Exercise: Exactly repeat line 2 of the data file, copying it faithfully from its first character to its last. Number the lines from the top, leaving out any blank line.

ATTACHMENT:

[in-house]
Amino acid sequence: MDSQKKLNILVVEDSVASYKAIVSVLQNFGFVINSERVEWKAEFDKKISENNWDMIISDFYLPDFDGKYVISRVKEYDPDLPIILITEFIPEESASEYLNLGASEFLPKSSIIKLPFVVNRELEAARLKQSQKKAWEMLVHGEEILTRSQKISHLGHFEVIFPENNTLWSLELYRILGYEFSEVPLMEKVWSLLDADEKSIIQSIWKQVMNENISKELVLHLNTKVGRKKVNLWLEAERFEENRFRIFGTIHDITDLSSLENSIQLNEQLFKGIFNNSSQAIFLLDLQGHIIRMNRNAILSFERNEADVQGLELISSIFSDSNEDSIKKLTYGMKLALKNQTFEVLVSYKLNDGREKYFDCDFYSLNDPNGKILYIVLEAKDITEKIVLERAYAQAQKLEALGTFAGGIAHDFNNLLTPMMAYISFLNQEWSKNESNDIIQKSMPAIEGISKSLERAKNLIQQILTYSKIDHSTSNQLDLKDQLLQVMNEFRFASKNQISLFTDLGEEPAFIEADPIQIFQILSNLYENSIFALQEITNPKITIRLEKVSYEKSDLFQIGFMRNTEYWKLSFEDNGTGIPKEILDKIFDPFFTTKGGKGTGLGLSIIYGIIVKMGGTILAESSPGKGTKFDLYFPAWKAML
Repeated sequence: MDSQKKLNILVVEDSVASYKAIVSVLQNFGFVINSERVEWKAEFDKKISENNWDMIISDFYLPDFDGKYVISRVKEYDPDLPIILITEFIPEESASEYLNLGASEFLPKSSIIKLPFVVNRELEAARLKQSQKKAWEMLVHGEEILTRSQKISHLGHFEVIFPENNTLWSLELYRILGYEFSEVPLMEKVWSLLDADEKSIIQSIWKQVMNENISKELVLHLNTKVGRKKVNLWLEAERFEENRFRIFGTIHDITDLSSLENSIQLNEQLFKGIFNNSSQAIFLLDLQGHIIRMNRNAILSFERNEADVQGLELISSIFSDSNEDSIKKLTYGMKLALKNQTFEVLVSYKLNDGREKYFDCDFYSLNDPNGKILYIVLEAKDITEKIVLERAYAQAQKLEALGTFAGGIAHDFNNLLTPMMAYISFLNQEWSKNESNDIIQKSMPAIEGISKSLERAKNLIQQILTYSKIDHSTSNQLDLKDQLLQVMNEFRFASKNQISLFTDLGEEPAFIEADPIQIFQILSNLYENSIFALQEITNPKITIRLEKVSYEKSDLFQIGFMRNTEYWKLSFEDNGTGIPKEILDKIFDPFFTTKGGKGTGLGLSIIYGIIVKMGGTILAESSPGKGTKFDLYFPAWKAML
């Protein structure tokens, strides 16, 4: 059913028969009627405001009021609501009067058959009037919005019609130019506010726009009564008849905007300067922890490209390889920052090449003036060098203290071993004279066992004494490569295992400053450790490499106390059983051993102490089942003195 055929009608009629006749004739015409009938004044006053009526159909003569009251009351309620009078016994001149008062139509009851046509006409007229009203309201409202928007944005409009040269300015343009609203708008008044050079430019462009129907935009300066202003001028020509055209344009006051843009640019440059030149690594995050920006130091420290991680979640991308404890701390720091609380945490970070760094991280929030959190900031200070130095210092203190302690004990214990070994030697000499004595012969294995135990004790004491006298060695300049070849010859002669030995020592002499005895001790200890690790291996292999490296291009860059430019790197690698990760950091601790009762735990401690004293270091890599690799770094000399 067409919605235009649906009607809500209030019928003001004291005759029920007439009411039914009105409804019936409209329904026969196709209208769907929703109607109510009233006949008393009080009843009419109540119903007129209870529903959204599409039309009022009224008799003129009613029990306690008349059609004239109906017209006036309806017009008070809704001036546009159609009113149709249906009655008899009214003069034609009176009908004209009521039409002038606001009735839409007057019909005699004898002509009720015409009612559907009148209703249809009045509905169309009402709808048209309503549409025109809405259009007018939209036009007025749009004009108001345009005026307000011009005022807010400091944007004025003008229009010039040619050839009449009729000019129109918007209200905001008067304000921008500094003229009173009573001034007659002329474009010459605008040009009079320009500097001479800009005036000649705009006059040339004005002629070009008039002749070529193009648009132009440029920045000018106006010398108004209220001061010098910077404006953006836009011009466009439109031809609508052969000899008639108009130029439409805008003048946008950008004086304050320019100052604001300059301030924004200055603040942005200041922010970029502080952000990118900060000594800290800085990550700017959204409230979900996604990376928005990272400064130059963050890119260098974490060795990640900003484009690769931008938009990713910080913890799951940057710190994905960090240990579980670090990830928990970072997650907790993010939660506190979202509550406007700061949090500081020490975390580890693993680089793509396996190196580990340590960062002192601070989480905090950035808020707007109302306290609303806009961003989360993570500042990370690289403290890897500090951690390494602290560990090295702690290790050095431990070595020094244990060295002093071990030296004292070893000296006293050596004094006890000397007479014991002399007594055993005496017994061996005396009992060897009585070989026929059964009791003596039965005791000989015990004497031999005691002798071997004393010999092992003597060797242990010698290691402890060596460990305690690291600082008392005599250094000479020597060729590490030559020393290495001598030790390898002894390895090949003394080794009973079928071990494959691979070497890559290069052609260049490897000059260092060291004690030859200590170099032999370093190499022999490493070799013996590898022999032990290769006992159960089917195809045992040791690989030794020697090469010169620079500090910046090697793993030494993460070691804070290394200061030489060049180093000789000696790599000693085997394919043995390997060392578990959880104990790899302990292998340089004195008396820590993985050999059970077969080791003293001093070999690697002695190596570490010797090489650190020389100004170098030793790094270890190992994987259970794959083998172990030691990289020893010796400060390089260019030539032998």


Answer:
Amino acid sequence: MDSQKKLNILVVEDSVASYKAIVSVLQNFGFVINSERVEWKAEFDKKISENNWDMIISDFYLPDFDGKYVISRVKEYDPDLPIILITEFIPEESASEYLNLGASEFLPKSSIIKLPFVVNRELEAARLKQSQKKAWEMLVHGEEILTRSQKISHLGHFEVIFPENNTLWSLELYRILGYEFSEVPLMEKVWSLLDADEKSIIQSIWKQVMNENISKELVLHLNTKVGRKKVNLWLEAERFEENRFRIFGTIHDITDLSSLENSIQLNEQLFKGIFNNSSQAIFLLDLQGHIIRMNRNAILSFERNEADVQGLELISSIFSDSNEDSIKKLTYGMKLALKNQTFEVLVSYKLNDGREKYFDCDFYSLNDPNGKILYIVLEAKDITEKIVLERAYAQAQKLEALGTFAGGIAHDFNNLLTPMMAYISFLNQEWSKNESNDIIQKSMPAIEGISKSLERAKNLIQQILTYSKIDHSTSNQLDLKDQLLQVMNEFRFASKNQISLFTDLGEEPAFIEADPIQIFQILSNLYENSIFALQEITNPKITIRLEKVSYEKSDLFQIGFMRNTEYWKLSFEDNGTGIPKEILDKIFDPFFTTKGGKGTGLGLSIIYGIIVKMGGTILAESSPGKGTKFDLYFPAWKAML